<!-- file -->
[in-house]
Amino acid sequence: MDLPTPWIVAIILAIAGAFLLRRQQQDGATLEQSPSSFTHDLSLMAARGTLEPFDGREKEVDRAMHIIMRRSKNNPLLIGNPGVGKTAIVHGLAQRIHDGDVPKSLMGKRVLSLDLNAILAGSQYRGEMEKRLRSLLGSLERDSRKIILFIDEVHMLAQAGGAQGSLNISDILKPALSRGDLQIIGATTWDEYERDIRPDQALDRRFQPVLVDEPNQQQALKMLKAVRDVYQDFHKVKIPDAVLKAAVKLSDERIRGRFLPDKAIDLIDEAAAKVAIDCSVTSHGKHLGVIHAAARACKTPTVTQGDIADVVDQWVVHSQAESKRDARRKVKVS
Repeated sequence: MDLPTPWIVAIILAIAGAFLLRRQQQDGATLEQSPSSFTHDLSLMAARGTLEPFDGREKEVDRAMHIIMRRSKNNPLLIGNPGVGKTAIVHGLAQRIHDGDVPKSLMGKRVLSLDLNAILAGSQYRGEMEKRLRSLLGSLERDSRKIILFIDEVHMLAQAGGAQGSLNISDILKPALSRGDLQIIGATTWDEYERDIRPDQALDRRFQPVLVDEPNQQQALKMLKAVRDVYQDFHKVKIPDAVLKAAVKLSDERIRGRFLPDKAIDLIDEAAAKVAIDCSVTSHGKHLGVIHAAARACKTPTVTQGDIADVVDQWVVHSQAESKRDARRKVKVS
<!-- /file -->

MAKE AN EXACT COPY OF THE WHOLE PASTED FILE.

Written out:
[in-house]
Amino acid sequence: MDLPTPWIVAIILAIAGAFLLRRQQQDGATLEQSPSSFTHDLSLMAARGTLEPFDGREKEVDRAMHIIMRRSKNNPLLIGNPGVGKTAIVHGLAQRIHDGDVPKSLMGKRVLSLDLNAILAGSQYRGEMEKRLRSLLGSLERDSRKIILFIDEVHMLAQAGGAQGSLNISDILKPALSRGDLQIIGATTWDEYERDIRPDQALDRRFQPVLVDEPNQQQALKMLKAVRDVYQDFHKVKIPDAVLKAAVKLSDERIRGRFLPDKAIDLIDEAAAKVAIDCSVTSHGKHLGVIHAAARACKTPTVTQGDIADVVDQWVVHSQAESKRDARRKVKVS
Repeated sequence: MDLPTPWIVAIILAIAGAFLLRRQQQDGATLEQSPSSFTHDLSLMAARGTLEPFDGREKEVDRAMHIIMRRSKNNPLLIGNPGVGKTAIVHGLAQRIHDGDVPKSLMGKRVLSLDLNAILAGSQYRGEMEKRLRSLLGSLERDSRKIILFIDEVHMLAQAGGAQGSLNISDILKPALSRGDLQIIGATTWDEYERDIRPDQALDRRFQPVLVDEPNQQQALKMLKAVRDVYQDFHKVKIPDAVLKAAVKLSDERIRGRFLPDKAIDLIDEAAAKVAIDCSVTSHGKHLGVIHAAARACKTPTVTQGDIADVVDQWVVHSQAESKRDARRKVKVS